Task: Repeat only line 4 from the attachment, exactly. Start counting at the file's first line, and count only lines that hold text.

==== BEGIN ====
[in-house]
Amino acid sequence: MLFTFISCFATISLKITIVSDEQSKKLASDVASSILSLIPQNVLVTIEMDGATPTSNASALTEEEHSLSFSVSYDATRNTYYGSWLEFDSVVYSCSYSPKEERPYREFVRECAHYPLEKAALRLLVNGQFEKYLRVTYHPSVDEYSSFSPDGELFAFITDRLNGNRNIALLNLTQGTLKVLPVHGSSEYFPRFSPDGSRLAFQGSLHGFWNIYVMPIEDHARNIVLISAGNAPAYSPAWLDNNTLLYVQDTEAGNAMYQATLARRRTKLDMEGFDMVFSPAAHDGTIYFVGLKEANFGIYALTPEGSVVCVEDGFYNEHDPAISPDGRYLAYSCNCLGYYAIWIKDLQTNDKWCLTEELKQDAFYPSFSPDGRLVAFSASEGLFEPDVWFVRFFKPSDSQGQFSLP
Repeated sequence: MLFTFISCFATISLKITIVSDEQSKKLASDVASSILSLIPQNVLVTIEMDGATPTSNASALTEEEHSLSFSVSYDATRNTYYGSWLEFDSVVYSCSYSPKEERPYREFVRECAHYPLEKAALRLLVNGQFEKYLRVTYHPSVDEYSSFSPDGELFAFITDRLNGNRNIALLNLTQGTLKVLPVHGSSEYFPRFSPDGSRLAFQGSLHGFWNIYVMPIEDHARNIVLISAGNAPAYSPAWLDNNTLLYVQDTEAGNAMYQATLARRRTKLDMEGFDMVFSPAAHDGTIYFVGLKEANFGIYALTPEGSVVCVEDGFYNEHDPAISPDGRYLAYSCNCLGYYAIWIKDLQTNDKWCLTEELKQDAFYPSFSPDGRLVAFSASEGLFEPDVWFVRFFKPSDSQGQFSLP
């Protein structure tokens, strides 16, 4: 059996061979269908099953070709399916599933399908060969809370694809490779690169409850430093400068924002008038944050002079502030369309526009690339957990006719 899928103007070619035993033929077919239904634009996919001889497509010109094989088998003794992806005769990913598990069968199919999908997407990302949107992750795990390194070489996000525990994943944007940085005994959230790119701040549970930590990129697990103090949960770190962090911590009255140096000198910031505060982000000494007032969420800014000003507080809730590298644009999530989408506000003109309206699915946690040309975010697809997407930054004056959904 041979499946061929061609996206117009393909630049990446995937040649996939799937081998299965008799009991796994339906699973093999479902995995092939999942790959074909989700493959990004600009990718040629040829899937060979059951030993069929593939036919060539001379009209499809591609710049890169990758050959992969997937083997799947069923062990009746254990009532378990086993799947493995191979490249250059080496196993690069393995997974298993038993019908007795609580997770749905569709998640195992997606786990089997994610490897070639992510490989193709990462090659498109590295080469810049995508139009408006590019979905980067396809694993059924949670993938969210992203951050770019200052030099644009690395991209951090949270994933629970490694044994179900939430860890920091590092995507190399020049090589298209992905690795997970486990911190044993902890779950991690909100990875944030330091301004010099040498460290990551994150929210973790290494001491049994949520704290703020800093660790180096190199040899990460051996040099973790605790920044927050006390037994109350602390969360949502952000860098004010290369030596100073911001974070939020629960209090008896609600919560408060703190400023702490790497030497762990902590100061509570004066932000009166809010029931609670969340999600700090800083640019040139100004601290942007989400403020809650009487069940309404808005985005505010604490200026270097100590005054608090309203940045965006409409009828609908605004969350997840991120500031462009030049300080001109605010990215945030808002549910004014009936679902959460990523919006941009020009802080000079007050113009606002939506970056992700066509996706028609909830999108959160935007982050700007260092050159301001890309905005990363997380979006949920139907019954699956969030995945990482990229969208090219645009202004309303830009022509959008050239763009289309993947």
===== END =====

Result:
């Protein structure tokens, strides 16, 4: 059996061979269908099953070709399916599933399908060969809370694809490779690169409850430093400068924002008038944050002079502030369309526009690339957990006719 899928103007070619035993033929077919239904634009996919001889497509010109094989088998003794992806005769990913598990069968199919999908997407990302949107992750795990390194070489996000525990994943944007940085005994959230790119701040549970930590990129697990103090949960770190962090911590009255140096000198910031505060982000000494007032969420800014000003507080809730590298644009999530989408506000003109309206699915946690040309975010697809997407930054004056959904 041979499946061929061609996206117009393909630049990446995937040649996939799937081998299965008799009991796994339906699973093999479902995995092939999942790959074909989700493959990004600009990718040629040829899937060979059951030993069929593939036919060539001379009209499809591609710049890169990758050959992969997937083997799947069923062990009746254990009532378990086993799947493995191979490249250059080496196993690069393995997974298993038993019908007795609580997770749905569709998640195992997606786990089997994610490897070639992510490989193709990462090659498109590295080469810049995508139009408006590019979905980067396809694993059924949670993938969210992203951050770019200052030099644009690395991209951090949270994933629970490694044994179900939430860890920091590092995507190399020049090589298209992905690795997970486990911190044993902890779950991690909100990875944030330091301004010099040498460290990551994150929210973790290494001491049994949520704290703020800093660790180096190199040899990460051996040099973790605790920044927050006390037994109350602390969360949502952000860098004010290369030596100073911001974070939020629960209090008896609600919560408060703190400023702490790497030497762990902590100061509570004066932000009166809010029931609670969340999600700090800083640019040139100004601290942007989400403020809650009487069940309404808005985005505010604490200026270097100590005054608090309203940045965006409409009828609908605004969350997840991120500031462009030049300080001109605010990215945030808002549910004014009936679902959460990523919006941009020009802080000079007050113009606002939506970056992700066509996706028609909830999108959160935007982050700007260092050159301001890309905005990363997380979006949920139907019954699956969030995945990482990229969208090219645009202004309303830009022509959008050239763009289309993947």